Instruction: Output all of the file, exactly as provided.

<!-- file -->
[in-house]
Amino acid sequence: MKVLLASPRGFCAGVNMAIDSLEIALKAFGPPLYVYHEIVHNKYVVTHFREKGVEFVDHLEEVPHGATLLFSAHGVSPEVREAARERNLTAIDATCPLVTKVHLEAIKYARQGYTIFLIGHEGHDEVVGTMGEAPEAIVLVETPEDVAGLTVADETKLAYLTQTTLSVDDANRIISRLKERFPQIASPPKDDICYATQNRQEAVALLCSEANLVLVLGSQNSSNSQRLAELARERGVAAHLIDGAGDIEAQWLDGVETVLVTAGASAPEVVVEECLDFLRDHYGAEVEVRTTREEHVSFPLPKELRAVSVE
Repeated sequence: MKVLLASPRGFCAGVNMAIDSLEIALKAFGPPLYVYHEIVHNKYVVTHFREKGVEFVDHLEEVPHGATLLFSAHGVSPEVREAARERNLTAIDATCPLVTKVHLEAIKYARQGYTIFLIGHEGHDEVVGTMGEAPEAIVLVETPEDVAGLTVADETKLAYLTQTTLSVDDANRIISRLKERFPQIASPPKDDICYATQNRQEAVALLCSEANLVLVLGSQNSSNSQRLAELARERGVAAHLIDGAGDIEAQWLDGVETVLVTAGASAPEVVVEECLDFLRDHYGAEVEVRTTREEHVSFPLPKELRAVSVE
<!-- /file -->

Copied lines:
[in-house]
Amino acid sequence: MKVLLASPRGFCAGVNMAIDSLEIALKAFGPPLYVYHEIVHNKYVVTHFREKGVEFVDHLEEVPHGATLLFSAHGVSPEVREAARERNLTAIDATCPLVTKVHLEAIKYARQGYTIFLIGHEGHDEVVGTMGEAPEAIVLVETPEDVAGLTVADETKLAYLTQTTLSVDDANRIISRLKERFPQIASPPKDDICYATQNRQEAVALLCSEANLVLVLGSQNSSNSQRLAELARERGVAAHLIDGAGDIEAQWLDGVETVLVTAGASAPEVVVEECLDFLRDHYGAEVEVRTTREEHVSFPLPKELRAVSVE
Repeated sequence: MKVLLASPRGFCAGVNMAIDSLEIALKAFGPPLYVYHEIVHNKYVVTHFREKGVEFVDHLEEVPHGATLLFSAHGVSPEVREAARERNLTAIDATCPLVTKVHLEAIKYARQGYTIFLIGHEGHDEVVGTMGEAPEAIVLVETPEDVAGLTVADETKLAYLTQTTLSVDDANRIISRLKERFPQIASPPKDDICYATQNRQEAVALLCSEANLVLVLGSQNSSNSQRLAELARERGVAAHLIDGAGDIEAQWLDGVETVLVTAGASAPEVVVEECLDFLRDHYGAEVEVRTTREEHVSFPLPKELRAVSVE